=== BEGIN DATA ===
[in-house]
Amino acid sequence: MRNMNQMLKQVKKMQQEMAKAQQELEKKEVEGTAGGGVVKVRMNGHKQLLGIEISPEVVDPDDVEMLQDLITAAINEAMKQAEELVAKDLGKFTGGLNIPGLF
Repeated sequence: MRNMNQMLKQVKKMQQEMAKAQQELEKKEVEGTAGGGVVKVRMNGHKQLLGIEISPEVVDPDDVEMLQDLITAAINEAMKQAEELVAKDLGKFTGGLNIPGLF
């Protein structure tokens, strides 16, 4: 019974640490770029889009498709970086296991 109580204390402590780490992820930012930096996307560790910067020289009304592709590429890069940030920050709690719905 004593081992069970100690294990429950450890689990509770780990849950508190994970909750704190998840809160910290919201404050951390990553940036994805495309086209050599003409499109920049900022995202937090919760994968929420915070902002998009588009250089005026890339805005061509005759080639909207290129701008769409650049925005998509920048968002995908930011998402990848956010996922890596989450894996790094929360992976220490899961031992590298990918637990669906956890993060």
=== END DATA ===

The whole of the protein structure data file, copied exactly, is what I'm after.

[in-house]
Amino acid sequence: MRNMNQMLKQVKKMQQEMAKAQQELEKKEVEGTAGGGVVKVRMNGHKQLLGIEISPEVVDPDDVEMLQDLITAAINEAMKQAEELVAKDLGKFTGGLNIPGLF
Repeated sequence: MRNMNQMLKQVKKMQQEMAKAQQELEKKEVEGTAGGGVVKVRMNGHKQLLGIEISPEVVDPDDVEMLQDLITAAINEAMKQAEELVAKDLGKFTGGLNIPGLF
């Protein structure tokens, strides 16, 4: 019974640490770029889009498709970086296991 109580204390402590780490992820930012930096996307560790910067020289009304592709590429890069940030920050709690719905 004593081992069970100690294990429950450890689990509770780990849950508190994970909750704190998840809160910290919201404050951390990553940036994805495309086209050599003409499109920049900022995202937090919760994968929420915070902002998009588009250089005026890339805005061509005759080639909207290129701008769409650049925005998509920048968002995908930011998402990848956010996922890596989450894996790094929360992976220490899961031992590298990918637990669906956890993060």